Monday, March 31, 2014

'Niwot' fall bearing black raspberry released

Niwot black raspberry (US PPAF) - Photo by Pete Tallman
There is good news for Front Range small fruit lovers this year. Black raspberries (note we are not talking blackberries, a different crop) have not been recommended for this area before now. Recommendations have been to only grow red and yellow raspberries because of cold hardiness issues with black raspberries.

Longmont amateur plant breeder, Pete Tallman, has released the first fall bearing black raspberry recommended for the Front Range. Niwot has at least zone 5 hardiness and possibly greater.

Why is this a big deal? Now we can grow black raspberries that will fruit on first year canes in the fall. Before now the black raspberries available fruited on second year canes (summer types) and those canes were not hardy enough to reliably survive into the second year here. With Niwot, you can grow and harvest all in one growing season, cut canes to the ground in late winter and repeat.

Niwot was selected to be self-fruitful (no second variety required for pollination) and have good production of large fruit with small seeds. Fruit ripen in late August to September. Unfortunately the plant does have thorns.

There is very limited 2014 availability from Henry Field's Nursery that is selling the plant under the name 'Sweet Repeat'. Plants of Niwot won't be widely available until 2015 from Nourse Farms, Inc.

Monday, March 24, 2014

Spring garden transplants

Front Range gardeners most commonly associate transplants with warm season vegetables such as tomatoes planted the end of May. Transplants are also useful in the spring, cool season garden for many of the same reasons.

The mid-March to mid-May period of cool spring weather is short. Planting out transplants as soon as soil and air temperatures allow enables you to mature crops before weather warms in May. This extends your cool season and maintains quality.

One family of plants best transplanted rather than direct seeded into the spring garden is the Brassicas or cabbage family. If broccoli and cabbage plants are large enough and exposed to several weeks of cold (under 50 degrees), they will produce flower stalks.

It is better to start broccoli and cabbage transplants in warmth indoors and plant them outside in mid-April when sustained periods of cold weather are less likely but temperatures are still "cool". It is a tricky concept to grasp.

Broccoli generally does well for gardeners here and if you have never grown it, the superior flavor far exceeds supermarket purchased heads. Early to mid-March is the time to plant seed to grow a 4 to 5 week old transplant ready for early to mid-April planting in the garden.

The photo shows seed of the Burpee broccoli variety 'Sun King' seeded to grow transplants. It's a 71 day variety new in 2013 that is advertised as having unrivaled heat tolerance, a useful trait in our area where warm days can come early. Did anyone living in Colorado's Front Range try it last year and what were your results?

Cabbage likewise grows well here and can be transplanted in the same manner. Cauliflower is much more sensitive to any cultural factor (temperature changes, moisture fluctuations, fertility, insect attack) and is a challenge to grow. Brussels sprouts are longer season plants best planted mid-summer for fall harvest on the Front Range. The spring cool period generally isn't long enough to grow them before hot weather sets in.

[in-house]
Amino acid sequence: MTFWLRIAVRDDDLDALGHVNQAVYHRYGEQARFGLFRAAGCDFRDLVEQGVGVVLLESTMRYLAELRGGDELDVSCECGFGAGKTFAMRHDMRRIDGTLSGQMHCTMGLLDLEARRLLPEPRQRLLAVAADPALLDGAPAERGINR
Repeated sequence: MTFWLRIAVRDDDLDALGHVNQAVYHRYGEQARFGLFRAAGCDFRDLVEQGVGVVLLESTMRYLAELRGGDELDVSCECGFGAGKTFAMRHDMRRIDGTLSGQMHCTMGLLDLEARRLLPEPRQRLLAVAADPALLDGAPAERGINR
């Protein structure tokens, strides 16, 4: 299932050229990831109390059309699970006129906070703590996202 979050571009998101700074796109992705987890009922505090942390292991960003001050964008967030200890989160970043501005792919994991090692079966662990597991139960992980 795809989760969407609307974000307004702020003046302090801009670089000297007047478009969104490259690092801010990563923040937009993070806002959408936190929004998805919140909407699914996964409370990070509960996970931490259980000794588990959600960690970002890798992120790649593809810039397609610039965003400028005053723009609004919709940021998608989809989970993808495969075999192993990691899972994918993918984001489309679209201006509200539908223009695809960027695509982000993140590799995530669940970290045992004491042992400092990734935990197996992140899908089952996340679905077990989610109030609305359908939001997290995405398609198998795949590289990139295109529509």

Note that most of the Brassica crops are perhaps easier grown as fall rather than spring crops on the Front Range. However they are worthwhile planting in your spring garden as well as later for fall crops.

Photo credit: Seeded broccoli transplants - Carl Wilson

Thursday, March 13, 2014

Time to plant hardiest seeds

The hardiest seeds (lettuce, onions and parsnips) can be planted out now that soil temperatures have reached 35 degrees F on the Front Range. Soil temperatures at the online Ft. Collins soil temperature website have been bouncing around between 36 and 39 degrees F since the beginning of the month. Soil temperatures warm on sunny, 50 to 60 degree days and cool in cloudy/snowy weather.

Parsnip seed is notoriously slow to germinate. It may work well to plant them with radishes to gain double use from the area. Quick maturing radishes can be harvested in 20 to 30 days and parsnips require the whole season (100 to 120 days depending on variety). 'Hollow Crown' is an heirloom variety (heirlooms are open pollinated varieties that have been in cultivation 50 years or longer). Other parsnip varieties are 'Lancer', 'Albion' and 'Javelin'.

Planting now means soil should have been fall prepped. Last season's dead plants should have been carted away or composted and the soil tilled and left rough to further break up during winter freeze-thaw. Any compost should have been added then. Note if you grew a winter cover crop, it will require 30 days after tilling under before you can plant vegetables.

Other spring crops require a 40 degree F soil temperature for seed to germinate. These include spinach, kale, beets, carrots, peas and more. Hold off on planting them for now. Of course if you have a soil thermometer and have reached forty at your Front Range Colorado location, proceed with planting.

Photo credit: Parsnip and Lettuce seed packets - Carl Wilson